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Section: New Results

Other results on the implementation of functional programming languages

Lightweight concurrency for GHC

Participants : Andrew Tolmach, Peng Li [ Univ. of Pennsylvania ] , Simon Peyton Jones [ Microsoft Research Cambridge ] , Simon Marlow [ Microsoft Research Cambridge ] .

Andrew Tolmach participated in a collective effort to design a set of lightweight concurrency primitives for the Glasgow Haskell Compiler (GHC). GHC supports a large set of concurrency operations; these are currently implemented in C within the runtime system, which is complex, error-prone, and difficult to maintain or extend. The goal of this work is to define a new, minimal runtime system substrate for concurrency that supports the implementation of most concurrency features within Haskell itself. Initial results of this work were described in a paper presented at the ACM Haskell Workshop 2007 [Oops!] .

Lazy recursive modules

Participant : Keiko Nakata.

The goal of this work is to extend the ML module system, the theoretical underpinning of the OCaml module system, with recursion by designing a suitable evaluation strategy for modules. The introduction of recursion in the module system increases its expressive power and enables it to express widely-adopted programming idioms, often found in object-oriented programming. that are useful for extensible software development. Combined with other flexible features of the module system, the potential expressive power gained by a recursive module extension can go beyond that of object systems with respect to the extensibility.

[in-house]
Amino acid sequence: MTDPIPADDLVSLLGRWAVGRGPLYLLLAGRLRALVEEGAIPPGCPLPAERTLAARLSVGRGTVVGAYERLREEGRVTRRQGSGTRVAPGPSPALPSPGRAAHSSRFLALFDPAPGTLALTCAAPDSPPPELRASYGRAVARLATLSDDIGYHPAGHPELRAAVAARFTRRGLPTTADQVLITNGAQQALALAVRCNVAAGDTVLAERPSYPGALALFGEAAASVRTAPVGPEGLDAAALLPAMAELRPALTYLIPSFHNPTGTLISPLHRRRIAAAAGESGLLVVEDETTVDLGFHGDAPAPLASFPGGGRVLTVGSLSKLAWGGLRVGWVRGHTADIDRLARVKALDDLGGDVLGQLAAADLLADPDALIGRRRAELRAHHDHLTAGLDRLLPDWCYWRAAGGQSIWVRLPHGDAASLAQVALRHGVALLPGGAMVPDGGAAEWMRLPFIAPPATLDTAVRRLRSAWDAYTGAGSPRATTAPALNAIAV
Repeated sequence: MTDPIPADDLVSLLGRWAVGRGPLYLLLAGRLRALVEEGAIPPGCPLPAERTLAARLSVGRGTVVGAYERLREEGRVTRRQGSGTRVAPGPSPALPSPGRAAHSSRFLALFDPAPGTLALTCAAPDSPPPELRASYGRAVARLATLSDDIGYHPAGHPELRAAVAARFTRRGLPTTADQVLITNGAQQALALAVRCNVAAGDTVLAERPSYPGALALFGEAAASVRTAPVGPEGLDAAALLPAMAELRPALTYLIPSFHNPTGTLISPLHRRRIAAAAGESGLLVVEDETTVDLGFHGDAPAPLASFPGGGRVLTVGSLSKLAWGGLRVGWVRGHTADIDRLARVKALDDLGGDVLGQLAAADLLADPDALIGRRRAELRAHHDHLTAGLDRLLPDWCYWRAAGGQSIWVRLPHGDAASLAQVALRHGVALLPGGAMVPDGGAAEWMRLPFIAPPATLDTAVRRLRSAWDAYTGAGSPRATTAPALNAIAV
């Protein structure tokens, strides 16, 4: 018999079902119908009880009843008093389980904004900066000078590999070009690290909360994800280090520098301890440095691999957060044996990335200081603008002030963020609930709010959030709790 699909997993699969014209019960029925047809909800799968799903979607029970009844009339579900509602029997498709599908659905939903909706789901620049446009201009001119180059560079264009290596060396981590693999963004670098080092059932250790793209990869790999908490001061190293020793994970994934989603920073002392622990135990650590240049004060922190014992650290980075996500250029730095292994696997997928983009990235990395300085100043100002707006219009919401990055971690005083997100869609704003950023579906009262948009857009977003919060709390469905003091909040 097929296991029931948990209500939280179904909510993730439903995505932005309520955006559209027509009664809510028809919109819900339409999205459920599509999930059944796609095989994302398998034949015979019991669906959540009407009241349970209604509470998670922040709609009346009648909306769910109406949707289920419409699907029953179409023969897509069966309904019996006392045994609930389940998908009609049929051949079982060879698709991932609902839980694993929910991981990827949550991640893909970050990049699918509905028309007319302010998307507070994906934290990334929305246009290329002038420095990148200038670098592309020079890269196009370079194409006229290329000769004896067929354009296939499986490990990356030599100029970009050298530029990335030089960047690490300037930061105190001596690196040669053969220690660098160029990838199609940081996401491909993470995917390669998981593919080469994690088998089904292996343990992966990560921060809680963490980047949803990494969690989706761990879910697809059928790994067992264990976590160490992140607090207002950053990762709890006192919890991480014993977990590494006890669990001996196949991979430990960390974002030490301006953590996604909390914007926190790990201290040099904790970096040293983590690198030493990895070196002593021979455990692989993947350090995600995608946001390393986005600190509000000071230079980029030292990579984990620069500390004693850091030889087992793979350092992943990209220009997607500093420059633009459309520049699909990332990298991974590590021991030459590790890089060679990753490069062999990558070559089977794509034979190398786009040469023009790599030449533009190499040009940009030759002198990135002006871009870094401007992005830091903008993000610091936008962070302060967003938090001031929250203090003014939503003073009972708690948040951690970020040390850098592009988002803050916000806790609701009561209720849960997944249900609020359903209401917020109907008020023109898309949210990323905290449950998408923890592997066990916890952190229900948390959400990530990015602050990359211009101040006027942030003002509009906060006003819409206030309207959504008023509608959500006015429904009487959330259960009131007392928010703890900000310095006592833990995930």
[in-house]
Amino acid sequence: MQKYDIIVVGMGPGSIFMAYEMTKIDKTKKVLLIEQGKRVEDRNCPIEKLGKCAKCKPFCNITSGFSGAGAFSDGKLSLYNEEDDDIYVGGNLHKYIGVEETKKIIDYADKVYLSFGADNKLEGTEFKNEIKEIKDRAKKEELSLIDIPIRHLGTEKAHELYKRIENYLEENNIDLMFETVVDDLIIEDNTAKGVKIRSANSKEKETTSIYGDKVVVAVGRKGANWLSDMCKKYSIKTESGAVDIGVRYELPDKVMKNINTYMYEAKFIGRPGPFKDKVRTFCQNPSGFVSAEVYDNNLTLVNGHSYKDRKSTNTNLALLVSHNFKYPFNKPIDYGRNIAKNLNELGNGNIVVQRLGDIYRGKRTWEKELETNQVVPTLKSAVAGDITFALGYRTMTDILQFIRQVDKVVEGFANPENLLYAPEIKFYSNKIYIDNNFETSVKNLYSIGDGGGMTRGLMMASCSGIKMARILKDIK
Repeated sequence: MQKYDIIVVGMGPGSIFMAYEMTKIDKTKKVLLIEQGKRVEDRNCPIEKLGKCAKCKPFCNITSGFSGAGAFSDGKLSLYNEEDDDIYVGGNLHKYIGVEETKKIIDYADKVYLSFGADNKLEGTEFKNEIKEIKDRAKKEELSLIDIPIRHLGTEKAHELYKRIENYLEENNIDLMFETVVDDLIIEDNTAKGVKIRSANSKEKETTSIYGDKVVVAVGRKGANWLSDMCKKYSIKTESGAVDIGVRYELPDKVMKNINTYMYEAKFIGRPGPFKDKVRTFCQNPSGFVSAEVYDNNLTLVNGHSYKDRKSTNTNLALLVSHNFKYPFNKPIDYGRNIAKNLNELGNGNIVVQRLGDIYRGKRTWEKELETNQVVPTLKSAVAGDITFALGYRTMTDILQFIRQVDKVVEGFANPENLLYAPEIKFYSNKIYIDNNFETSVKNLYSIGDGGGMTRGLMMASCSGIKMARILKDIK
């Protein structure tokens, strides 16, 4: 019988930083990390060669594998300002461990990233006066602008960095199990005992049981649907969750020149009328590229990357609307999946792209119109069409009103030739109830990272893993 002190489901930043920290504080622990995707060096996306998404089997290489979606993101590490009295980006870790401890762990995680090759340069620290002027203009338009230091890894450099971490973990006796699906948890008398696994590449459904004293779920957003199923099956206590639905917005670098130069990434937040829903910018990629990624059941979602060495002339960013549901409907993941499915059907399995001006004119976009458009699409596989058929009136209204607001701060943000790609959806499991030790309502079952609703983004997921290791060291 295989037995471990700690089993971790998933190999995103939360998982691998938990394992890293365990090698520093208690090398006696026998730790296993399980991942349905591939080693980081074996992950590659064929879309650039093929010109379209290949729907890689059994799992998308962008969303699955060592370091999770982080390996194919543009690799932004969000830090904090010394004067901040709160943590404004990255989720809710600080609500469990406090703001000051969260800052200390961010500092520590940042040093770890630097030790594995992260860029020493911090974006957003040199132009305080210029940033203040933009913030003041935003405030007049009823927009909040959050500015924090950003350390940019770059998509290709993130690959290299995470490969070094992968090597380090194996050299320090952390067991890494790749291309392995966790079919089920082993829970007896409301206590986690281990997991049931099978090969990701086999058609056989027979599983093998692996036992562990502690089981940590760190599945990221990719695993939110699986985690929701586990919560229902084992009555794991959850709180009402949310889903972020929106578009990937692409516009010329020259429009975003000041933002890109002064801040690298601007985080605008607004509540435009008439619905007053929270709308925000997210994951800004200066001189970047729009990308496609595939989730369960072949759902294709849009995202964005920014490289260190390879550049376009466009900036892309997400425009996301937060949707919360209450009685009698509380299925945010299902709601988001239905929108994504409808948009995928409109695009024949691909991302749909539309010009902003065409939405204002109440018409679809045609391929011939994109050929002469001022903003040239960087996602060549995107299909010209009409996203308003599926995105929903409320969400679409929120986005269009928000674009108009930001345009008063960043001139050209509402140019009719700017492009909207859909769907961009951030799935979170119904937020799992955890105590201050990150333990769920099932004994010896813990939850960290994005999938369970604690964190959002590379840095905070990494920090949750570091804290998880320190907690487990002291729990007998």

Keiko Nakata is investigating a new evaluation strategy for modules, inspired by the lazy evaluation mechanism. The lazy evaluation mechanism, already available for instance in the OCaml core language, carries two aspects. On the one hand, it allows flexible treatment of recursion, which is hard to obtain under the eager evaluation mechanism. On the other hand, it requires runtime tests to determine whether the evaluation is still suspended or has been forced, causing additional run-time costs. Keiko Nakata is exploring disciplined uses of the lazy evaluation mechanism to keep a good balance between expressiveness and efficiency. Preliminary results have been submitted for publication [Oops!] .


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